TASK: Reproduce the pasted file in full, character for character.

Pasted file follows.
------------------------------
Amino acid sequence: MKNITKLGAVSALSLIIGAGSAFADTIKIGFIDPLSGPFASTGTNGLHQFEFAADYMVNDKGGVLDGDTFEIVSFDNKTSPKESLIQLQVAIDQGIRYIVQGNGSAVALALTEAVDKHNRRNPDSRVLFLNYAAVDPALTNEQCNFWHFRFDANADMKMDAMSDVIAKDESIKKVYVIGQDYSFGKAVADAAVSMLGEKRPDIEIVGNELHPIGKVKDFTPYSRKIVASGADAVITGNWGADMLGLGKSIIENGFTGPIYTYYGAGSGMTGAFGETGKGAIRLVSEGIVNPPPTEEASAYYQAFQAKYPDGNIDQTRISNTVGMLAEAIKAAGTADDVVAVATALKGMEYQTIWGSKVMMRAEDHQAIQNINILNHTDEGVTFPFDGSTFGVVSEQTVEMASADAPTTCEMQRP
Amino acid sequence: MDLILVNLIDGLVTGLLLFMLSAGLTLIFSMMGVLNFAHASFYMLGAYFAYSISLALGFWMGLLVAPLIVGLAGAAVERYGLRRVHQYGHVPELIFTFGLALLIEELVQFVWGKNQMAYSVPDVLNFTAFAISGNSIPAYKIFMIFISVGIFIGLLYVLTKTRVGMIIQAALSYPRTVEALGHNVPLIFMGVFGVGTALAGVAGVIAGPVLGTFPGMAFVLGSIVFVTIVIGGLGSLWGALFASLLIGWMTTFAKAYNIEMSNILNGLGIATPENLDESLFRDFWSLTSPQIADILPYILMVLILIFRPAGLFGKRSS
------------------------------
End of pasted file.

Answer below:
Amino acid sequence: MKNITKLGAVSALSLIIGAGSAFADTIKIGFIDPLSGPFASTGTNGLHQFEFAADYMVNDKGGVLDGDTFEIVSFDNKTSPKESLIQLQVAIDQGIRYIVQGNGSAVALALTEAVDKHNRRNPDSRVLFLNYAAVDPALTNEQCNFWHFRFDANADMKMDAMSDVIAKDESIKKVYVIGQDYSFGKAVADAAVSMLGEKRPDIEIVGNELHPIGKVKDFTPYSRKIVASGADAVITGNWGADMLGLGKSIIENGFTGPIYTYYGAGSGMTGAFGETGKGAIRLVSEGIVNPPPTEEASAYYQAFQAKYPDGNIDQTRISNTVGMLAEAIKAAGTADDVVAVATALKGMEYQTIWGSKVMMRAEDHQAIQNINILNHTDEGVTFPFDGSTFGVVSEQTVEMASADAPTTCEMQRP
Amino acid sequence: MDLILVNLIDGLVTGLLLFMLSAGLTLIFSMMGVLNFAHASFYMLGAYFAYSISLALGFWMGLLVAPLIVGLAGAAVERYGLRRVHQYGHVPELIFTFGLALLIEELVQFVWGKNQMAYSVPDVLNFTAFAISGNSIPAYKIFMIFISVGIFIGLLYVLTKTRVGMIIQAALSYPRTVEALGHNVPLIFMGVFGVGTALAGVAGVIAGPVLGTFPGMAFVLGSIVFVTIVIGGLGSLWGALFASLLIGWMTTFAKAYNIEMSNILNGLGIATPENLDESLFRDFWSLTSPQIADILPYILMVLILIFRPAGLFGKRSS